If you’re approaching retirement age, you’ve probably heard about Medicare Part B, the part that covers doctor visits, medical tests, drugs, ambulance rides and more.
While this important program can offer many benefits, some Americans are unsure of when and how they should sign up for it.
Retirement is a great time to have fun and also get your health and finances in order. But statistics show many Americans make mistakes when it comes to claiming their medical benefits. Last year, nearly 700,000 beneficiaries paid Medicare Part B penalties.
Here’s what you need to know: You should sign up for Medicare Part B when you turn 65 unless you’re working and have coverage through an employer or your working spouse’s employer. You have seven months, the month in which you turn 65 and the three months both before and after it to apply for Part B without a penalty. If you don’t follow these rules, Medicare can add a permanent penalty to your premiums for each year you delay.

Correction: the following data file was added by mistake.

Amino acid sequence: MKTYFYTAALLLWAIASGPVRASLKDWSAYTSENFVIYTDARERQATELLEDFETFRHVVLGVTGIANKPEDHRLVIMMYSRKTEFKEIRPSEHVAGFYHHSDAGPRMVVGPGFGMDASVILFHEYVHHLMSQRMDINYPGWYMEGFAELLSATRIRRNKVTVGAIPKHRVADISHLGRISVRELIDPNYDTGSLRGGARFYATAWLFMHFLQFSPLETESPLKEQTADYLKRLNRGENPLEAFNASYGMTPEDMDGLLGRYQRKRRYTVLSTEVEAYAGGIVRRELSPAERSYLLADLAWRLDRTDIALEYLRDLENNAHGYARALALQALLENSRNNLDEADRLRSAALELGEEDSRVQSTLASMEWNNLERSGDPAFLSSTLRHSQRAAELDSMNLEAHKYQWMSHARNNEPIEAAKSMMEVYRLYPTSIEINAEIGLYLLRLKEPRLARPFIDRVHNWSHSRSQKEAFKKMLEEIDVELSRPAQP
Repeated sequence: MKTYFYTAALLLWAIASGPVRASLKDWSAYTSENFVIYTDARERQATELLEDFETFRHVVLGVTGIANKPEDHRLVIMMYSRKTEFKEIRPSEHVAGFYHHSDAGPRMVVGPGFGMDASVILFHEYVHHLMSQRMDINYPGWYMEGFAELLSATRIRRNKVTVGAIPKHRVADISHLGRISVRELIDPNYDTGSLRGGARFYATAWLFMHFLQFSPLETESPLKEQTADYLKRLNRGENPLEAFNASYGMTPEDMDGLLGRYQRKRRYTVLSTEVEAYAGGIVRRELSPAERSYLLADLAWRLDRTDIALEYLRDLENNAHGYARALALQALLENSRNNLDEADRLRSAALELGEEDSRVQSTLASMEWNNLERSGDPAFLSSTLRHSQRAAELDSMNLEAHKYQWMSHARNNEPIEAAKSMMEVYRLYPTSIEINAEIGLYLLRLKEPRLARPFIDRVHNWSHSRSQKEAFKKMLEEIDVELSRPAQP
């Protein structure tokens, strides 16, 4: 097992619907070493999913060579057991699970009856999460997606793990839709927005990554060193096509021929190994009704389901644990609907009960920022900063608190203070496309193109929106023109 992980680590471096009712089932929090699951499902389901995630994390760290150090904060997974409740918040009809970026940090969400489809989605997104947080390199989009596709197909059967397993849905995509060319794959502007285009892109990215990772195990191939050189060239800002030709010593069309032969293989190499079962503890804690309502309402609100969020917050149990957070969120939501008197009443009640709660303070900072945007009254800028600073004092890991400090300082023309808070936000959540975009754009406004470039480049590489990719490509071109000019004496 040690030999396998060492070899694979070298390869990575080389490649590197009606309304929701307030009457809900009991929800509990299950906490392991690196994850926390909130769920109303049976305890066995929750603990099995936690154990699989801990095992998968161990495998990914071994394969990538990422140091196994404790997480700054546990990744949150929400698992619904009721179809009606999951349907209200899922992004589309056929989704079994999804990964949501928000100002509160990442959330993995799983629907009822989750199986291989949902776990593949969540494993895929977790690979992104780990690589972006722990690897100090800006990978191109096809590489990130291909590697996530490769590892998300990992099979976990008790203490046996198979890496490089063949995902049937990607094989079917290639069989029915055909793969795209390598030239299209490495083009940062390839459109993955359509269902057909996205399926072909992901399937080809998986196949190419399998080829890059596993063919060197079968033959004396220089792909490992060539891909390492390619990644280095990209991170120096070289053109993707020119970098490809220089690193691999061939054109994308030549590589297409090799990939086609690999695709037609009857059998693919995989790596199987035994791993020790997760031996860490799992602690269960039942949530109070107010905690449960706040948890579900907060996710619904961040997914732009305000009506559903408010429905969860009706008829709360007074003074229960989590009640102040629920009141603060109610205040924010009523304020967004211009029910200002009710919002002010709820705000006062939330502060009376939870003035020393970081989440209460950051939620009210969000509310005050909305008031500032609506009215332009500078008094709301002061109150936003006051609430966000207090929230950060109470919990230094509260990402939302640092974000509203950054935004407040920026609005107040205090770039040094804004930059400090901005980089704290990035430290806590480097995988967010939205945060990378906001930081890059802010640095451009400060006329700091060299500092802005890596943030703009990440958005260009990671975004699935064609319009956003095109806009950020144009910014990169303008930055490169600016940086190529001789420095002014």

Sam Wilson, Wisconsin's state director of the AARP, said Aging and Disability Resource Centers all over the state have benefit specialists who can help seniors.
“We often call it the best-kept secret in Wisconsin because oftentimes state agencies don't have a lot of money to do marketing and you really have to oftentimes search it out,” said Wilson.
If you're still unsure about Part B, you can meet with a financial adviser, or here are some websites you can check out: